Opponents of North Carolina's HB2 "bathroom bill" - which prevents transgender people from using restrooms that do not match the gender on their birth certificate - are being joined by some very powerful partners.
Former Solicitor General and Prop 8 litigator Theodore B. Olson has authored an amicus brief supporting the Justice Department's effort to block HB2, and 68 major corporations have signed on. These companies include American Airlines, Apple, Cisco, eBay, General Electric, IBM, Intel, LinkedIn, Microsoft, NIKE and Salesforce.
The amicus brief advocates for the corporations' transgender employees and customers and argues HB2 is undermining their ability to do business both within and outside the Tar Heel State.
"HB2 is a law that forces transgender persons to deny, disclaim, and conceal their gender identity, particularly whenever they wish to use single-sex restroom facilities on state or local government property," said Olson in a statement. "That so many in the business community are willing to stand up in opposition to HB2 underscores the immeasurable and irreparable harm the law is doing to the transgender community and to North Carolina's economy."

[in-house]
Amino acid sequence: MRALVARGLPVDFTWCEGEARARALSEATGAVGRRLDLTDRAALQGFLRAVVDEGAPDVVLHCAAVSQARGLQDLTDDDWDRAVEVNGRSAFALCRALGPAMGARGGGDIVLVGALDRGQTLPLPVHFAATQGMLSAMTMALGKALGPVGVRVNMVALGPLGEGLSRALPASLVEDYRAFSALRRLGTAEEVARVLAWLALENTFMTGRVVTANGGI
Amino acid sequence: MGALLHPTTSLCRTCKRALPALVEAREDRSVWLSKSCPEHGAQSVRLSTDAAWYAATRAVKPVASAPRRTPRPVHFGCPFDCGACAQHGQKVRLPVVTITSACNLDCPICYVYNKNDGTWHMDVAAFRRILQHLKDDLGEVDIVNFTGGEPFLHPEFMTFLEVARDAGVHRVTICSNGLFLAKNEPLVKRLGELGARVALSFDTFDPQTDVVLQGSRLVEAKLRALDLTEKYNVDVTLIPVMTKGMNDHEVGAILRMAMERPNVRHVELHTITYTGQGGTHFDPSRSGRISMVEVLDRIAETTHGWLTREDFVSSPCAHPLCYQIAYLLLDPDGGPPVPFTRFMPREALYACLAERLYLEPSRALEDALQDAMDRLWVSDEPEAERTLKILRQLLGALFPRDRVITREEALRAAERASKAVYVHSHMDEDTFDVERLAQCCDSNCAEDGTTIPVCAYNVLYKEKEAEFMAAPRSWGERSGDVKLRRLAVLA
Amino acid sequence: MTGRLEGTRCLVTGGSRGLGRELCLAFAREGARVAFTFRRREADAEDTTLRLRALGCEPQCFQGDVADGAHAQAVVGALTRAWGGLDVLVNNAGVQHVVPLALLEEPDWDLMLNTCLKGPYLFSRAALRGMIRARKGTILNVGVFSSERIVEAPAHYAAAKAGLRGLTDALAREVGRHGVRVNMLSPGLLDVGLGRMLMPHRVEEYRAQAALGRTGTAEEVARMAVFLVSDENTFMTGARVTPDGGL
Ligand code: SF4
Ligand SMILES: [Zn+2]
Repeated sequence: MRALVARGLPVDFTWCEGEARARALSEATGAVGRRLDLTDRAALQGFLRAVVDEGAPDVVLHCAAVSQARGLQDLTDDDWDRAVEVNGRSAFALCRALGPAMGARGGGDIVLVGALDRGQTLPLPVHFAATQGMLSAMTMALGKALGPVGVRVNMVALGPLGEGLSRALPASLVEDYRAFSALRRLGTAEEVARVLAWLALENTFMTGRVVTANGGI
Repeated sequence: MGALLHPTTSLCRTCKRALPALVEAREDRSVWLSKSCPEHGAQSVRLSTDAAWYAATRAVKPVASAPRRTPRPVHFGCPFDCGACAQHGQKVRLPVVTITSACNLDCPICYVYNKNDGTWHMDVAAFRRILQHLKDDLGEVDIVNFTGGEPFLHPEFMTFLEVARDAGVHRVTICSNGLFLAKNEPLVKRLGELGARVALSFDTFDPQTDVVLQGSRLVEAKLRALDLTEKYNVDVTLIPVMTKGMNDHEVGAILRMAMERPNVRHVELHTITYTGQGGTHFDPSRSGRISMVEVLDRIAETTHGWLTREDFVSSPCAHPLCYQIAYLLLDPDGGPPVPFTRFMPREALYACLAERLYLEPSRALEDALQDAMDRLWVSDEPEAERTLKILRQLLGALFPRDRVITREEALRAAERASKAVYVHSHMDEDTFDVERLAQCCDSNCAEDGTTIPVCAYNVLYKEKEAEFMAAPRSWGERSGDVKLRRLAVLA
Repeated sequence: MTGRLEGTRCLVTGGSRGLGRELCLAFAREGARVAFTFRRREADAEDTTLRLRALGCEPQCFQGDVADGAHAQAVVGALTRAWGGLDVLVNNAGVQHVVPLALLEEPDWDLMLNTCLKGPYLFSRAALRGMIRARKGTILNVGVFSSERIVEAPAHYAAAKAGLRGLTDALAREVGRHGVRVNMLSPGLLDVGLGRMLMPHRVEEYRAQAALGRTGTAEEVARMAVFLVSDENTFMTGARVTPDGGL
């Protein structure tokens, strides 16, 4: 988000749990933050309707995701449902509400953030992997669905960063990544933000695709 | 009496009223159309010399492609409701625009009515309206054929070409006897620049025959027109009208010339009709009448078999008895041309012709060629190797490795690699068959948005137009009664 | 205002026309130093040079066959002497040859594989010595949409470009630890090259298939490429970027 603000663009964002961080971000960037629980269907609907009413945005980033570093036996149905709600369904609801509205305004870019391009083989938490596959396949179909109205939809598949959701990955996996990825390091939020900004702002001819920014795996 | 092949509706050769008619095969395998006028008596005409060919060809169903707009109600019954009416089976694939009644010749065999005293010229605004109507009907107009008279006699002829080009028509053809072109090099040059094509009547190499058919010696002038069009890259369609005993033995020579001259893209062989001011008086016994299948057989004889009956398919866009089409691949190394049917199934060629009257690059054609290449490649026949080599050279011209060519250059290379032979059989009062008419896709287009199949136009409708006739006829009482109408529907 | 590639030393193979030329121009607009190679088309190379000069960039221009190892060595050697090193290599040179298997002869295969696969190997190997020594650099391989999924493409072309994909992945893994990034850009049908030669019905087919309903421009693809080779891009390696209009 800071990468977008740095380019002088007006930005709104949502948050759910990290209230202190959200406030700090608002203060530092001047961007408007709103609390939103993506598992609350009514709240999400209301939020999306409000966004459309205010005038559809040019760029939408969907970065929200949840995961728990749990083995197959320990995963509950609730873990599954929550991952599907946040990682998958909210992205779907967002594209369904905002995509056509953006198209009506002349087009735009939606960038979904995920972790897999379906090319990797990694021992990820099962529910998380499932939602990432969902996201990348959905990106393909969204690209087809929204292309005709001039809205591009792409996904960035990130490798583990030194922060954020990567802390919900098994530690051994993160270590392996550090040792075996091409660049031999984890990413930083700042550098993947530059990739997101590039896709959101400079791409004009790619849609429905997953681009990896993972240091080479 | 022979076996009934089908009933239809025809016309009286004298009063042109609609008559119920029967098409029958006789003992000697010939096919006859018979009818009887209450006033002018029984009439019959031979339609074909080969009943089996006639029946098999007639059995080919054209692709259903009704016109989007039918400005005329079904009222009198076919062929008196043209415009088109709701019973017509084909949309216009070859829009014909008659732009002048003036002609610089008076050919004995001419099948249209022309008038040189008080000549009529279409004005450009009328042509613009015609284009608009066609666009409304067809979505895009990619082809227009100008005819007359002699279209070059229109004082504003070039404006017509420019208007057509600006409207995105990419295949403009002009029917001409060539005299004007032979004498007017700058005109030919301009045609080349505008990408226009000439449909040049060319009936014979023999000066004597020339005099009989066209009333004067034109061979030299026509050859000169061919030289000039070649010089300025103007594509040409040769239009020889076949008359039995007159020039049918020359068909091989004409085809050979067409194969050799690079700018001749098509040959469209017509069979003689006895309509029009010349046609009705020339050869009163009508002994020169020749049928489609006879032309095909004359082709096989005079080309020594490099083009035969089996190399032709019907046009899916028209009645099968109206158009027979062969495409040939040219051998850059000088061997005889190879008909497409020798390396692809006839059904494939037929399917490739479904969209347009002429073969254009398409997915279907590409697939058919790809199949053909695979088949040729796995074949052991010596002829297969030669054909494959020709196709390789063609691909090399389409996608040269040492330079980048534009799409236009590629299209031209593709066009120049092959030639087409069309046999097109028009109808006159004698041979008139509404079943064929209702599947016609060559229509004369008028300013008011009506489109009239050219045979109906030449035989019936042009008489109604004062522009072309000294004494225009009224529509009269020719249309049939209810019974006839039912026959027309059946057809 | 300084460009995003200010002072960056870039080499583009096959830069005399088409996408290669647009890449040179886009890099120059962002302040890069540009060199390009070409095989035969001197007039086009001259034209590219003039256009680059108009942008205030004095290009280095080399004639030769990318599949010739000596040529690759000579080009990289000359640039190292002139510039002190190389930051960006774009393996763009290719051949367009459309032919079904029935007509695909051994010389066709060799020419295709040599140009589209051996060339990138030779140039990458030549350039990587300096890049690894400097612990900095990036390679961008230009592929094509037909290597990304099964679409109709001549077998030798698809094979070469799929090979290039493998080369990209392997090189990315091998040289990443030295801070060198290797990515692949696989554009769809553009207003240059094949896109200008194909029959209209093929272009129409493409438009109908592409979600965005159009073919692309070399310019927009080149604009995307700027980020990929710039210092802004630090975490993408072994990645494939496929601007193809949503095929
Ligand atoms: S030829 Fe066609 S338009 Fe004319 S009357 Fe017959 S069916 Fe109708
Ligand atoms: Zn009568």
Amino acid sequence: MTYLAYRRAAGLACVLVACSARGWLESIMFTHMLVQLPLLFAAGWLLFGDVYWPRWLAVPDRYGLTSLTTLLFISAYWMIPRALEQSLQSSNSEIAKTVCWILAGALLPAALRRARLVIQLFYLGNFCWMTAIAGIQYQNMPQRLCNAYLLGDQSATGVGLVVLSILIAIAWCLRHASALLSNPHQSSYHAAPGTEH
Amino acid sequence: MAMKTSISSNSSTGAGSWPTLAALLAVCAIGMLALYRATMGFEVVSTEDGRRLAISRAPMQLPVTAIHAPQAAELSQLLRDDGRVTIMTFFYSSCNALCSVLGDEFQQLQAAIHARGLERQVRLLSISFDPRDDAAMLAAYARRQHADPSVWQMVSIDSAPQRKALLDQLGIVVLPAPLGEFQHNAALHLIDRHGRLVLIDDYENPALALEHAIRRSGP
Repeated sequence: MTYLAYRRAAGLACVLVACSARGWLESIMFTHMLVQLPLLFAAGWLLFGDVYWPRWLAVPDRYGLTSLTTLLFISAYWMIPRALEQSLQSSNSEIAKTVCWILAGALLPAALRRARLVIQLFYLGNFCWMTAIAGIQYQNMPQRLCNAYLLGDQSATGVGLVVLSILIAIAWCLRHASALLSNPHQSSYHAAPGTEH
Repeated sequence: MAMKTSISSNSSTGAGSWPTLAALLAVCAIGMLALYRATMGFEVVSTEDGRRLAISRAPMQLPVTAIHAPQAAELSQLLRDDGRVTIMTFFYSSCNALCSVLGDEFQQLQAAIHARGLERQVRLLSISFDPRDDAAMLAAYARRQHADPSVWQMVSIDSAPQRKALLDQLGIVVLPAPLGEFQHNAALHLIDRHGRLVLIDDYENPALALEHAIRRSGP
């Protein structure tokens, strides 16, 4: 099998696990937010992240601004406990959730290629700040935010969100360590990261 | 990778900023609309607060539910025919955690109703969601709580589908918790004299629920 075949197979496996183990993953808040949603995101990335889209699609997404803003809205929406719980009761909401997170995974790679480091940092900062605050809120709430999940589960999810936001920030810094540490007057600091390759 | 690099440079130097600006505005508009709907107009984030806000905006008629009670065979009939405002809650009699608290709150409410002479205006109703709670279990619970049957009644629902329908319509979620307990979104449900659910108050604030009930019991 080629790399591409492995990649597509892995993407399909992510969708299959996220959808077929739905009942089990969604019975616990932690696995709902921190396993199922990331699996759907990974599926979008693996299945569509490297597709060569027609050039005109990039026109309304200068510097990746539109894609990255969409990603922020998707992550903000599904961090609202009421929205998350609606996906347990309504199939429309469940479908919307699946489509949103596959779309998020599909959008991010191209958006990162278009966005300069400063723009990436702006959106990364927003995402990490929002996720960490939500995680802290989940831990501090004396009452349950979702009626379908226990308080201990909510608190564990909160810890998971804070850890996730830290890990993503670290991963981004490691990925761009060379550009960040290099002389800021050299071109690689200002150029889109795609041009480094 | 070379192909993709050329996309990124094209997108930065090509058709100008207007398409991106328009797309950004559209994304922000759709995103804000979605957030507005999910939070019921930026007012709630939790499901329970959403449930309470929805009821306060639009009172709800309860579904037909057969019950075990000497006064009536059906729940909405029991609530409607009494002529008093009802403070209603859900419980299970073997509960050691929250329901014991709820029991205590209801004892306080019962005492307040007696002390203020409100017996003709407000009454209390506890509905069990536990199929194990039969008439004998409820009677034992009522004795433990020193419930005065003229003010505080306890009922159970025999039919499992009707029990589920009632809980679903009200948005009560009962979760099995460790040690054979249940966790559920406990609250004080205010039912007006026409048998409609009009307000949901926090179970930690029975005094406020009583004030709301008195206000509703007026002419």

Human Rights Campaign (HRC), the LGBTQ advocacy group behind the amicus brief, has been on the ground in North Carolina for months working to defeat HB2. Its president, Chad Griffin, called the bill "dangerous" and said the partnering of Olson and 68 major corporations showed the "breadth and depth of opposition" to HB2.
"These companies are sending a powerful message to transgender people and their families that America's leading businesses have their back," said Griffin in a statement. "It's also incredibly significant that Ted Olson, the President Bush-appointed Solicitor General who led the way in making the conservative case for marriage equality, is now making the case for transgender equality."
Mara Keisling, executive director of the National Center for Transgender Equality, agreed with the sentiment of the amicus brief, telling NBC OUT HB2 is "terrible for businesses and employees."
"It forces North Carolina schools, police departments, health centers, airports, and other public facilities to violate federal law," she added. "Everyone seems to be against it, except the officials whose failed leadership caused this damage to North Carolina."